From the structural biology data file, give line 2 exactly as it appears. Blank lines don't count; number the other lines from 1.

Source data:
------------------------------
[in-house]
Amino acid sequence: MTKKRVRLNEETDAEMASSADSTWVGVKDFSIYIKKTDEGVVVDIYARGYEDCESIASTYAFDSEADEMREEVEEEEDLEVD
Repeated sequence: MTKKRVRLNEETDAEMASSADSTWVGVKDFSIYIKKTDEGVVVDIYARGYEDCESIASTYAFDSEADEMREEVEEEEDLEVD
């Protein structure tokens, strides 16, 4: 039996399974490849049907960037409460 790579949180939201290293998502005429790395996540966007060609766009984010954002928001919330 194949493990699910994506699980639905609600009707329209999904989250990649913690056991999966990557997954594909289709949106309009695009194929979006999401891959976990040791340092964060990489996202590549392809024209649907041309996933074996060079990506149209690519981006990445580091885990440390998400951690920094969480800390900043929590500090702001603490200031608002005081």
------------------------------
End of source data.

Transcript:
Amino acid sequence: MTKKRVRLNEETDAEMASSADSTWVGVKDFSIYIKKTDEGVVVDIYARGYEDCESIASTYAFDSEADEMREEVEEEEDLEVD